For its part, the NDP has publicly stated the party will opt to be in the opposition though it may not loose sight of the need of maintaining stability.
     Ranamhat said the NCP might still take three to four days before it gives up trying to form the next government.
     Should the NCP fail, King Birendra will invoke Clause 2, Article 42 of the Nepalese Constitution and call on the leader of parliament's largest party to form the next government.
     The NCP-UML has already elected Man Mohan Adhikari as its leader in the house.
     Ranabhat said the NCP is not in a hurry to choose its new leader to replace Prime Minister Girija Prasad Koirala.

********************************************************************** From: Darshan Rauniyar <darshan@smtpmail.orcad.com> To: Nepal Digest-Contributions <nepal@cs.niu.edu> Subject: Nepal may turn into the world's first communist monarchy Date: Mon, 28 Nov 94 10:58:00 PST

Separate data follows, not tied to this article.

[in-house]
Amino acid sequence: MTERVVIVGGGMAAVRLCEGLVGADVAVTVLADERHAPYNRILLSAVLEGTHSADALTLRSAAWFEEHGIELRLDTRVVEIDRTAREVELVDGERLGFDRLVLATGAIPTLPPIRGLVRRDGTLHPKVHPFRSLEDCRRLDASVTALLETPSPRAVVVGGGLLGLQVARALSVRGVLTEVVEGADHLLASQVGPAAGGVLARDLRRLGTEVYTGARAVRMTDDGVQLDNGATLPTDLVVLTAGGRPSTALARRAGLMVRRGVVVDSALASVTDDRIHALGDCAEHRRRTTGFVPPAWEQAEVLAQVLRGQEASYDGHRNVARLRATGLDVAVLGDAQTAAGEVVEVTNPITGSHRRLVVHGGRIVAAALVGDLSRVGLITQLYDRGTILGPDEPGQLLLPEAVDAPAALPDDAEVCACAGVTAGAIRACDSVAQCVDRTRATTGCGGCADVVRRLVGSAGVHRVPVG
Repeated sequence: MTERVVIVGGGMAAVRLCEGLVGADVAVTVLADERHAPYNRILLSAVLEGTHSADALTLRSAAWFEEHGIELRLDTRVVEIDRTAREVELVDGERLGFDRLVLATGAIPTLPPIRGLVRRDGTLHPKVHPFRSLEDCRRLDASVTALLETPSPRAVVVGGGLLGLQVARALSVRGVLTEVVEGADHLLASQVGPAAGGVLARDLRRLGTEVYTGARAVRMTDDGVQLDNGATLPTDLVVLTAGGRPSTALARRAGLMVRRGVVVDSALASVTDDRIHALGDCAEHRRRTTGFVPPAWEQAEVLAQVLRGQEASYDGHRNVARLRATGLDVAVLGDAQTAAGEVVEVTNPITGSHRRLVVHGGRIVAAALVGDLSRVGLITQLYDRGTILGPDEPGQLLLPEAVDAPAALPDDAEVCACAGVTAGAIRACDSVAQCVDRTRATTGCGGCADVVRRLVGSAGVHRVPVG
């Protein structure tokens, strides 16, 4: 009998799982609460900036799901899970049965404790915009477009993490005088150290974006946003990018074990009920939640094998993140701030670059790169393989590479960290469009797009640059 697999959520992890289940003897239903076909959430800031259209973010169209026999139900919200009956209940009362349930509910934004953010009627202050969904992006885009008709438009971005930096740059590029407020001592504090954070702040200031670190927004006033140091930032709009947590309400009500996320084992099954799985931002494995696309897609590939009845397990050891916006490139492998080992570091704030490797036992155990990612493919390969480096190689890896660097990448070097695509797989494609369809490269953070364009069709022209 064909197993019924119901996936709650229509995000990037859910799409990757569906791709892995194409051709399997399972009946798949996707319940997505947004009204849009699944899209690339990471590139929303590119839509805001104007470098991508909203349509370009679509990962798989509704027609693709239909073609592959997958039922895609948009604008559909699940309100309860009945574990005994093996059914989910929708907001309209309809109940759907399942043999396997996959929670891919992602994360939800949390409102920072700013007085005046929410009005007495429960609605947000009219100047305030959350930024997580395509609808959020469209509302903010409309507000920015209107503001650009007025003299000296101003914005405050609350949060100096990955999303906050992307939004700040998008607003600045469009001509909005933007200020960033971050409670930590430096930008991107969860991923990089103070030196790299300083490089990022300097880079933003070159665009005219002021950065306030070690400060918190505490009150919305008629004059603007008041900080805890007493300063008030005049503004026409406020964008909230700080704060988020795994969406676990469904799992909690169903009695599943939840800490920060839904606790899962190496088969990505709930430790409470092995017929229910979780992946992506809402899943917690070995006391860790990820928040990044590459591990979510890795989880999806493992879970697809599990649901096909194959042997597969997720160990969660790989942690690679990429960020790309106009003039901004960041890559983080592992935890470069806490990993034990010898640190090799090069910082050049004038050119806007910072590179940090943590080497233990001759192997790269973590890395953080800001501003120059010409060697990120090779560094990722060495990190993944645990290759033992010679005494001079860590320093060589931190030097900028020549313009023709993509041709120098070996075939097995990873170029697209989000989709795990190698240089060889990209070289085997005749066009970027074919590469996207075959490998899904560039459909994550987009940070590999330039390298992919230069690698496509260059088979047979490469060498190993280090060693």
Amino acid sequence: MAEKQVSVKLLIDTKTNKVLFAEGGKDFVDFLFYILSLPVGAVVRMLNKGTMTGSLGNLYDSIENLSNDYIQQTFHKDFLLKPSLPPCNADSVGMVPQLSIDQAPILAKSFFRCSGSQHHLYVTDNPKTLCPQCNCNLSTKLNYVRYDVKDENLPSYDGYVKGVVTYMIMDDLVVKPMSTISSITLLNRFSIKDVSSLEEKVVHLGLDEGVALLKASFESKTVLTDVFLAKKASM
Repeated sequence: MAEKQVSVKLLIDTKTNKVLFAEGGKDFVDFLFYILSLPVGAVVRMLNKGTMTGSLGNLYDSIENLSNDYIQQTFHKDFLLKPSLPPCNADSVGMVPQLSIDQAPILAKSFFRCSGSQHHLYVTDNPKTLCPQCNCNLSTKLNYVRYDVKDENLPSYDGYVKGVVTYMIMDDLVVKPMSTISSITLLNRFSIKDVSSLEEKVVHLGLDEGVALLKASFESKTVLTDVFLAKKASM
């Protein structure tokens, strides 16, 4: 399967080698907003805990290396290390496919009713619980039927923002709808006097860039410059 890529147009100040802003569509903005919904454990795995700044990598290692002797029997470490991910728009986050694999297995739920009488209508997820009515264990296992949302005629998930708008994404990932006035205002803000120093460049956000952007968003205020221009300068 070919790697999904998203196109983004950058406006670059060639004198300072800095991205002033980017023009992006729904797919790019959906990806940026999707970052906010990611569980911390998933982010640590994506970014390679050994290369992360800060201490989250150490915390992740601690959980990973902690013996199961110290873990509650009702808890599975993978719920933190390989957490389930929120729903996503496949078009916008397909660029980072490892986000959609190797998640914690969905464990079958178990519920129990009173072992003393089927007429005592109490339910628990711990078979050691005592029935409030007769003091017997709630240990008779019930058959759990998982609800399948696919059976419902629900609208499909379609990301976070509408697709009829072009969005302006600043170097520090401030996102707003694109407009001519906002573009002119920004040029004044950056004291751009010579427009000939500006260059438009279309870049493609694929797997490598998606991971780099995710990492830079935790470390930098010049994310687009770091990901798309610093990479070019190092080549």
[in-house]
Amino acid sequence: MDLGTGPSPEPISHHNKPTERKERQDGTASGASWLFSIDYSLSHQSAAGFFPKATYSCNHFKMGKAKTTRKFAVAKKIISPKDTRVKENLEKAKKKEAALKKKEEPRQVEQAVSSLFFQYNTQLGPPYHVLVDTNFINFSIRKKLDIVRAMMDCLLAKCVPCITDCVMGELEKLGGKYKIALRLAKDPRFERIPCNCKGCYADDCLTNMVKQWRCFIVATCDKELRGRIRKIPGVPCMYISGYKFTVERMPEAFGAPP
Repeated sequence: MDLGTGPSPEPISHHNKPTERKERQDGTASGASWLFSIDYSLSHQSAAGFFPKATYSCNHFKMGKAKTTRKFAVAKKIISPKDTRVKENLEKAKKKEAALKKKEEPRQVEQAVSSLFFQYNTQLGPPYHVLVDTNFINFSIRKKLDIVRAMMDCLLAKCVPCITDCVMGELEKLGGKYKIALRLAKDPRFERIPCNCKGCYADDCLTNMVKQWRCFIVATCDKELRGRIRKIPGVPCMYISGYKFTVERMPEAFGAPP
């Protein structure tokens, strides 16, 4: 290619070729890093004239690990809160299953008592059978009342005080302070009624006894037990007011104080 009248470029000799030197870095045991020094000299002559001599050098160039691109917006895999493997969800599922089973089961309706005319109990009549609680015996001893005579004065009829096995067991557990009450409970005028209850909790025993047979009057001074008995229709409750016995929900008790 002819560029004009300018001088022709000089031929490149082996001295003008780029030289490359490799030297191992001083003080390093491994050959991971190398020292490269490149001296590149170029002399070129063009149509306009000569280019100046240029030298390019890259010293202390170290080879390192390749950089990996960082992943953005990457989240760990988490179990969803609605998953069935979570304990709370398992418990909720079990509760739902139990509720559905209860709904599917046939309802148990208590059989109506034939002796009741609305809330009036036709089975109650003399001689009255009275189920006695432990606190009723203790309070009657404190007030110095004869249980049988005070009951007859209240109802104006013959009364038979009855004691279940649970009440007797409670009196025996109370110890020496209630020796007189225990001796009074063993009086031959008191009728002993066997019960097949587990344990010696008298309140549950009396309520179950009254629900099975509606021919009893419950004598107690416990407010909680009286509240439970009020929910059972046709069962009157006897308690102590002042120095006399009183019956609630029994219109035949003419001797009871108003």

----------------------------------------------------------------------------
  Nepal may turn into the world's first communist monarchy
 ----------------------------------------------------------------------------

                            Deutsche Presse-Agentur

                    November 23, 1994, Wednesday, BC Cycle
                          14:17 Central European Time

SECTION: International News

BYLINE: By Heinz-Rudolf Othmerding

DATELINE: New Delhi, Nov 23

 BODY:
    The recent success of the communists in parliamentary elections in Nepal may well result in a political constellation previously unknown the world over - a communist monarchy.